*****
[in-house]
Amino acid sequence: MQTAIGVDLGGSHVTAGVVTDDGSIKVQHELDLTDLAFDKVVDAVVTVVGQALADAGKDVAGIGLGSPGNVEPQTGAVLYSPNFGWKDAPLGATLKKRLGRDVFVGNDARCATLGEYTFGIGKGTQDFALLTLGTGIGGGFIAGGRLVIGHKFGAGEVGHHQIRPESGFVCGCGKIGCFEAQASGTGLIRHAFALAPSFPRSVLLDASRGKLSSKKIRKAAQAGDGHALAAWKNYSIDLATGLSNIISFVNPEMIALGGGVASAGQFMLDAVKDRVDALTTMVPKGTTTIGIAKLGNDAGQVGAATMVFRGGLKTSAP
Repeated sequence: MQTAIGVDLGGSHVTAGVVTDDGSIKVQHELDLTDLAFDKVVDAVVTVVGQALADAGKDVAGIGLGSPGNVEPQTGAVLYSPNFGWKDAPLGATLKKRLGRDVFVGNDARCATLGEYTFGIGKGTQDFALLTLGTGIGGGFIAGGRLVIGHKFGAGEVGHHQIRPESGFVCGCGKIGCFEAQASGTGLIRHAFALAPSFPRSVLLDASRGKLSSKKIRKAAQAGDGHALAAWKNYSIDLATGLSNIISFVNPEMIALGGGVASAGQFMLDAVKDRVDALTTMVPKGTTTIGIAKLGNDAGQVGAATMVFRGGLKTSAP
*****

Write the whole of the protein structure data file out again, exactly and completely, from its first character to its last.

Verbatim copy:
[in-house]
Amino acid sequence: MQTAIGVDLGGSHVTAGVVTDDGSIKVQHELDLTDLAFDKVVDAVVTVVGQALADAGKDVAGIGLGSPGNVEPQTGAVLYSPNFGWKDAPLGATLKKRLGRDVFVGNDARCATLGEYTFGIGKGTQDFALLTLGTGIGGGFIAGGRLVIGHKFGAGEVGHHQIRPESGFVCGCGKIGCFEAQASGTGLIRHAFALAPSFPRSVLLDASRGKLSSKKIRKAAQAGDGHALAAWKNYSIDLATGLSNIISFVNPEMIALGGGVASAGQFMLDAVKDRVDALTTMVPKGTTTIGIAKLGNDAGQVGAATMVFRGGLKTSAP
Repeated sequence: MQTAIGVDLGGSHVTAGVVTDDGSIKVQHELDLTDLAFDKVVDAVVTVVGQALADAGKDVAGIGLGSPGNVEPQTGAVLYSPNFGWKDAPLGATLKKRLGRDVFVGNDARCATLGEYTFGIGKGTQDFALLTLGTGIGGGFIAGGRLVIGHKFGAGEVGHHQIRPESGFVCGCGKIGCFEAQASGTGLIRHAFALAPSFPRSVLLDASRGKLSSKKIRKAAQAGDGHALAAWKNYSIDLATGLSNIISFVNPEMIALGGGVASAGQFMLDAVKDRVDALTTMVPKGTTTIGIAKLGNDAGQVGAATMVFRGGLKTSAP